I've just watched "Blurred Lines" twice. No, not the Robin Thicke music video, I mean "Blurred Lines: Inside the Art World," the 2017 documentary now being featured on Netflix and YouTube. I'm endlessly fascinated by documentary programming aimed at a mass public about the contemporary art world. All in all, they seem to fall into three categories — there's the kind we approve of in the art world, the Art21 PBS sort of series, usually monographic (recently about cities and their artists, including Chicago, Los Angeles, Mexico City, Vancouver), very respectful of the artist, a good mix of analysis and the artist's voice, pretty serious and sober stuff. Then there's the modern-art-is-a-joke branch of documentary, speaking to already convinced historicist flamethrowers that modern and contemporary art is some conspiracy built on a purposeful abandonment of shared and definable cultural values, led by effete pseudo-intellectuals from New York and Paris. These are usually briefer films, but have a curious appeal, the wistfulness with which their talking heads speak of earlier art, the nostalgia for what they see (and I believe, misrepresent) as a simpler and more honest time with universally accepted criteria for judging art.
And then there is a third category, which is what "Blurred Lines" offers, a way of talking voluminously about the contemporary art scene while only obliquely ever talking about the art itself. It's a good strategy; while most of the public (and that's who these documentaries are aimed at) doesn't have a clue about what, say, Postminimalism is, they certainly understand what $450 million (the price paid last year for a painting attributed to Leonardo da Vinci) indicates, and never tire of hearing about the seemingly arbitrary and somewhat decadent doings of the rich and richer. So, while artists such as Damien Hirst and Jeff Koons are trotted out a few dozen times in this documentary, with quick views of their work and their own clever on-camera quips about art and the market, there's pretty much nary an effort to even at the most basic level to discuss what they are attempting as artists. Koons and Hirst are presented as the poster boys of an art market gone wild, their work the gold standard for a conspicuous consumerism of the ultra-rich restlessly seeking another investment opportunity.
But I should be fairer here, there's much about "Blurred Lines" to be liked. The filmmakers did their research well, and the snippets from interviews are almost without exception excellent ones, and hearing from artists such as Rashid Johnson, Sterling Ruby, Taryn Simon, Adam Pendleton, Julian Schnabel and others is illluminating. The film's director, Barry Avrich, does have these artists speak about their work before turning to talking about their career, how the art market does — or in some cases doesn't — occupy a great deal of their thinking. But most of the film focuses relentlessly on the market, and the seemingly endless parade of dealers, critics, collectors, museum directors, auction house staff, etc., that makes up the bartered soul of the film. And with just cause. The history of art has for the last few thousand years always been linked to the history of commerce, to some kind of system of recompense that allows its pursuits to be monetized in a stable manner that is completely unlike the inherent chaos of the creative product at its center.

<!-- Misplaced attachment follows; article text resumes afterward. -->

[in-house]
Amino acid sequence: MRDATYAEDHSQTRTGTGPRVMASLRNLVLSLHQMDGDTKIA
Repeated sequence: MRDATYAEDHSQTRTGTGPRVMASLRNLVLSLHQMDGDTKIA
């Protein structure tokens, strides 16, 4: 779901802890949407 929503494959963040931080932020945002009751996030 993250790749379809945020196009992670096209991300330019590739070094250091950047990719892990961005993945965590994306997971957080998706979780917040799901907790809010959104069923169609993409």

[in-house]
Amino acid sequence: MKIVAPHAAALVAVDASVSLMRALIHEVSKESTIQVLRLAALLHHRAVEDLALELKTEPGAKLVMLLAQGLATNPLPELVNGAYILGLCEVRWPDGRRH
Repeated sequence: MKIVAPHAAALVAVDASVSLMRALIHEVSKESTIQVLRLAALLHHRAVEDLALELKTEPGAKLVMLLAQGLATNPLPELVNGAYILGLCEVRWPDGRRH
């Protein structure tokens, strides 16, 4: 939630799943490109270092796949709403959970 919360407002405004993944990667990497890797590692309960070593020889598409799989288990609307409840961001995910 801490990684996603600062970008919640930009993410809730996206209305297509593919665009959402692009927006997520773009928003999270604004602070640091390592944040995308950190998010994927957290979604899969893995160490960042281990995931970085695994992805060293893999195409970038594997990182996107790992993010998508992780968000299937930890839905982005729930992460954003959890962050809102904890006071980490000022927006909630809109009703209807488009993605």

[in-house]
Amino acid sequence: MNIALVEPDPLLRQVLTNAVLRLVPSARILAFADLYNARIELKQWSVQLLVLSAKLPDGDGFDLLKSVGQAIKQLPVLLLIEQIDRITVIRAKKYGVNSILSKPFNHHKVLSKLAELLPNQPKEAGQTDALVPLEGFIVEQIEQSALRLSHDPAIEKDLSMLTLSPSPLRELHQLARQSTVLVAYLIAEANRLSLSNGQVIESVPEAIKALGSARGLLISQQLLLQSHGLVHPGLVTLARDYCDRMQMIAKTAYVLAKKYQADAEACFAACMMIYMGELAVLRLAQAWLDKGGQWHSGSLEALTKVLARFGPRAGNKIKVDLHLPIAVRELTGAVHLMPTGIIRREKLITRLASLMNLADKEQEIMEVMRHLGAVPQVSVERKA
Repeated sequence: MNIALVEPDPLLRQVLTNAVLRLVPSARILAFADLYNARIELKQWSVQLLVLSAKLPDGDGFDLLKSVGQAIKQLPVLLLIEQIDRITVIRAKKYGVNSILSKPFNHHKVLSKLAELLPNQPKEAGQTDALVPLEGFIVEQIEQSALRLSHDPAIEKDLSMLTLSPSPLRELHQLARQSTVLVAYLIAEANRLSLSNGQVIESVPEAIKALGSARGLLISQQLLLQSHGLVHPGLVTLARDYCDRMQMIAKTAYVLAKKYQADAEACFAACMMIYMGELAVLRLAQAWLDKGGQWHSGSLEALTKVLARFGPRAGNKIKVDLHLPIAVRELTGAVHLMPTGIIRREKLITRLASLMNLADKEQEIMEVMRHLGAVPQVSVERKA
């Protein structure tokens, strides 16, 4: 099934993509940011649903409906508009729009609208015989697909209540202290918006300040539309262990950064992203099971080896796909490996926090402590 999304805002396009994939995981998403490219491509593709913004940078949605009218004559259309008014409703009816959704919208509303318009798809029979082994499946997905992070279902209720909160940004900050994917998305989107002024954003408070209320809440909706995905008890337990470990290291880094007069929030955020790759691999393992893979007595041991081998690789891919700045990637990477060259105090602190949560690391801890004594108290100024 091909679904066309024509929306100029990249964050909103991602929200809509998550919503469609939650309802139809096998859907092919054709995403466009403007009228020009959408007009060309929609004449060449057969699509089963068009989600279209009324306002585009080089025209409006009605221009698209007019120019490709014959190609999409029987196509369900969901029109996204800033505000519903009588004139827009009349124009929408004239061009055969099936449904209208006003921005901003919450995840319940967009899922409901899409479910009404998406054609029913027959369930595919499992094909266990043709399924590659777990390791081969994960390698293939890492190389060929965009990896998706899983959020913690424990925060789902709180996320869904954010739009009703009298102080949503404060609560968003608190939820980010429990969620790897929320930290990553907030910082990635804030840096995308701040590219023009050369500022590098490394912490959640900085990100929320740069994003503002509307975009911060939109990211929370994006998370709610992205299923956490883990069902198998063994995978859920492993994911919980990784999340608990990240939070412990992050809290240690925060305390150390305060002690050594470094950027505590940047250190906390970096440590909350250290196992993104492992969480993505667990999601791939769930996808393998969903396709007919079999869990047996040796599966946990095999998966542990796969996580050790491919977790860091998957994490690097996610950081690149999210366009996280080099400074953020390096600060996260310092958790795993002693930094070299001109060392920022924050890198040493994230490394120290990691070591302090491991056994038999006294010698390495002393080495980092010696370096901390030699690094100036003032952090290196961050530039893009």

There's no denying that the last 30 years or so has witnessed an explosion of market growth in the visual arts, particularly in contemporary art and in the new role of auction houses and art fairs in marketing it. Parallel in structure to Sarah Thornton's 2008 book "Seven Days in the Art World" (Thornton also appears in the film), "Blurred Lines" concentrates on what's changed in recent decades, and again provides excellent commentary from major players on the business side of the art world. (My particular favorite is David Kordansky, very smart and thoughtful, I've made a note to visit his gallery next time I'm in L.A. just to watch him from afar.) The film is broken up into about a dozen fairly elastic sections — "The Collector," "The Artist," "Overexposed," "The Art Fair," "A Victimless Crime," etc. — and is perhaps a bit too LA/NY/London-centric. But it is quickly paced and, until the bubble bursts, if it ever does, everyone seems to be having a pretty good time.
There's the now almost obligatory little cruise through Larry Gagosian's career (although he doesn't speak on camera) and just enough contrarians such as Christian Viveros-Faune to keep this from degenerating into a love fest. There's not much on art criticism or the role of the museum curator in taste making (though there is plenty about professional art advisors), this is more a film about cash and carry than look and learn, and you know what you're in for when quotes from Jerry Saltz are presented as if they were from the Old Testament. I'm going to give "Blurred Lines" 3 1/4 stars. It's a good freeze-frame of our moment, not so much about watching sausage being made, that's too blue-collar, this is a bit closer to how foie gras is generated within a goose with seemingly enough fat for everyone, and a what-me-worry? suspicion that what and how we're consuming all of this may not be actually good for us in the long term.
Oh, and Robin Thicke's "Blurred Lines?" He and Pharrell Williams were sued for copyright infringement and ordered to pay $7.3 million to the estate of Marvin Gaye. Roll over Beethoven, and tell Mark Rothko the news!